Tuesday, May 28, 2013

Camelina Oil

I'm having fun experimenting with camelina oil, a natural cold-presssed culinary oil produced in Saskatchewan. Camelina is an oil seed in the same family as mustard and broccoli. Three Farmers camelina oil is named for the three farmers who started the company. Read more in my article in the Star Phoenix.

Advantages for the home cook: High smoke point 475F -- Use it for searing, frying and grilling -- Slow to go rancid -- Long shelf life without refrigeration -- High in vitamin E and antioxidants -- Fresh green and nutty flavour.

Camelina oil pairs wonderfully with spring vegetables such as asparagus, baby greens and fiddleheads. Here's a camelina-inspired dinner for two:
Steelhead Trout Fillets
Heat oven to 350F. Cut one fillet into 2 or 3 pieces. Season with salt and pepper. In a heavy frying pan, heat 1 tbs butter and 1 tbs natural camelina oil. When hot, place the trout fillets skin side down. Sear until the skin is crisp, about 5 minutes. Place the pan in the oven to complete the cooking process, about 4 minutes. Carefully lift the fish from the pan so the skin remains intact.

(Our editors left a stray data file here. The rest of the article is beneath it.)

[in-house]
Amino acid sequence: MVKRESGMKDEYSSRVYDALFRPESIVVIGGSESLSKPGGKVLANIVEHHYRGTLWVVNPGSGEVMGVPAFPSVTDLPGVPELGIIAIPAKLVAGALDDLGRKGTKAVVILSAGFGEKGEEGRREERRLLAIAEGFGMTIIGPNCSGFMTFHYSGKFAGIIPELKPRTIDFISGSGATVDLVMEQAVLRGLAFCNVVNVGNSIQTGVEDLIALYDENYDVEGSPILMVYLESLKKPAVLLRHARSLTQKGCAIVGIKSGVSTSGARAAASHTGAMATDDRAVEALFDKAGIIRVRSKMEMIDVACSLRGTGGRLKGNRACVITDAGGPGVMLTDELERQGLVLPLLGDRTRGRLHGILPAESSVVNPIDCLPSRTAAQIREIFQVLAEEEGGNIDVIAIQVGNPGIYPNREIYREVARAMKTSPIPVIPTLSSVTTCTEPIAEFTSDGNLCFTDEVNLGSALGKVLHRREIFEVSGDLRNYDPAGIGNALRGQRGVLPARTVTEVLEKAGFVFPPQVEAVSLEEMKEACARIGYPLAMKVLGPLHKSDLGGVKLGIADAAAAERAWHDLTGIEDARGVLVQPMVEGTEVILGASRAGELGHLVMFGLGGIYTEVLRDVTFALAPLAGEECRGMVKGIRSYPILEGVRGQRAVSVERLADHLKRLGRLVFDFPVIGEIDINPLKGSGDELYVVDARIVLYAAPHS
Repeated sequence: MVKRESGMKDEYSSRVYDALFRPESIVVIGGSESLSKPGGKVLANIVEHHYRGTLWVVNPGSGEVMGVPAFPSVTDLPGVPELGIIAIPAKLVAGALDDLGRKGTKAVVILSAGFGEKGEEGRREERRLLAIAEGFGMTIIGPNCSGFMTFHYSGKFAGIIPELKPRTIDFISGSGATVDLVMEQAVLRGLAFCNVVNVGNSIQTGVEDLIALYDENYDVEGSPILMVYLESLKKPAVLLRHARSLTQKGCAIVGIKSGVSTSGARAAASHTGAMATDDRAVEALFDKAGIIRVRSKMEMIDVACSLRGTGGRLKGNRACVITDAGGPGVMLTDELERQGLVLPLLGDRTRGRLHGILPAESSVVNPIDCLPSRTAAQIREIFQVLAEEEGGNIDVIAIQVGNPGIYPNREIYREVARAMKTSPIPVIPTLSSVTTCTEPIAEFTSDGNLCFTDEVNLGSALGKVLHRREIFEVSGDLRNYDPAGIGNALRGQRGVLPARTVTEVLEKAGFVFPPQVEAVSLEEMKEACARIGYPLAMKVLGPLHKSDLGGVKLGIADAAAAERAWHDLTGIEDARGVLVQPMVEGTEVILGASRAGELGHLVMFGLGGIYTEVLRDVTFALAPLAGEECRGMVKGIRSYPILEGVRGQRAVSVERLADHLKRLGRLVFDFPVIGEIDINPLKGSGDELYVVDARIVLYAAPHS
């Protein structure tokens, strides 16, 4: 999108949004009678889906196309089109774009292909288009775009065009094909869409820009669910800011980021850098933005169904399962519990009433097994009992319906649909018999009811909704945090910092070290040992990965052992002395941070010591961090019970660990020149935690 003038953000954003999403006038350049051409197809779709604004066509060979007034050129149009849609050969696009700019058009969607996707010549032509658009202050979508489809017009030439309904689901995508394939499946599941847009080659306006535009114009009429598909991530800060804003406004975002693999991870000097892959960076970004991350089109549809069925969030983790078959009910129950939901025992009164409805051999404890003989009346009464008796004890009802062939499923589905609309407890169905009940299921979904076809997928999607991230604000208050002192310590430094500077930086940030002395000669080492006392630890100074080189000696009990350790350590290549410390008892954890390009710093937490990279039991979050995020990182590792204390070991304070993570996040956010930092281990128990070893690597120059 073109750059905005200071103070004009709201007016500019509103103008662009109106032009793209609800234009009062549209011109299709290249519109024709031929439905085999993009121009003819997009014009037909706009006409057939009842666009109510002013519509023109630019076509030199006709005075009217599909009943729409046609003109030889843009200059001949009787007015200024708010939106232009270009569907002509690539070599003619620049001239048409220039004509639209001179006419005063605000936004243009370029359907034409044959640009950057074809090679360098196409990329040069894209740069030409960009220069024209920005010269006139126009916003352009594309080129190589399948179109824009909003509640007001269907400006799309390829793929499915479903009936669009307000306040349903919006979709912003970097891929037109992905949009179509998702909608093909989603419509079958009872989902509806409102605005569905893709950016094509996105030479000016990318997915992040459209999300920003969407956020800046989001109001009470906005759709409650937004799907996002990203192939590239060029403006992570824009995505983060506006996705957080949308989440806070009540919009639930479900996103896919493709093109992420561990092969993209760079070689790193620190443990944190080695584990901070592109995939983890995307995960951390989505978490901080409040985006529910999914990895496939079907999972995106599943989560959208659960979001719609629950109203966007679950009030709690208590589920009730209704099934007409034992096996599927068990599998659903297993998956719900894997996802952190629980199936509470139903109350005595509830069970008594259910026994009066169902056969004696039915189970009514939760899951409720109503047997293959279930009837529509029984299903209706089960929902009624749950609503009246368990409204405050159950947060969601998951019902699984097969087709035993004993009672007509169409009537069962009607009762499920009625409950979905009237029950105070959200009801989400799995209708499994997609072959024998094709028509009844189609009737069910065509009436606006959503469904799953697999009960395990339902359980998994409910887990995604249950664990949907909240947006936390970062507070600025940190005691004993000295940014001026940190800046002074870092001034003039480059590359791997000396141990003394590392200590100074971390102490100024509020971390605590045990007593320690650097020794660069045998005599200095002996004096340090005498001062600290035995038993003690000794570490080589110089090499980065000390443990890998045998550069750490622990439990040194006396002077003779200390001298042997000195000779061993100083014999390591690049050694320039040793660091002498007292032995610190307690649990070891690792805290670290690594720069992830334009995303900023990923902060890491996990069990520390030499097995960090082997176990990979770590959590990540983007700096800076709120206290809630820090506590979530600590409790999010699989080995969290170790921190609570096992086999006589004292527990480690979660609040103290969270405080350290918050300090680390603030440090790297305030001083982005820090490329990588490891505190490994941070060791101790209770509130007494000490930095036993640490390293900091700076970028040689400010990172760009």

Nutty Fiddleheads
Boil a small saucepan of salted water. Add 1 1/2 cups of fresh fiddleheads, stems trimmed. Boil 2 minutes and drain well. In a skillet, heat on medium 2 tbs roast onion and basil flavoured camelina oil. Briefly sauté 1/4 cup chopped walnuts until fragrant. Add fiddleheads. Season with salt if desired. Sauté 4-5 minutes. Fiddleheads may absorb the oil before they’re cooked, so be prepared to add more oil as needed. Remove from heat. Add a squeeze of lemon and shavings of parmesan cheese. This method also works for asparagus and green beans.
Spring Salad
Make a dressing by briskly whisking together 1 tbs lemon juice, 1/2 tsp mustard, pinch of salt and 1 tbs plus 1 tsp natural camelina oil. Gently toss with 2 cups of chopped baby spring greens. The salad in the picture includes spinach, sunflower, orach, dandelion, arugula, mustard sprouts and one red spring onion.


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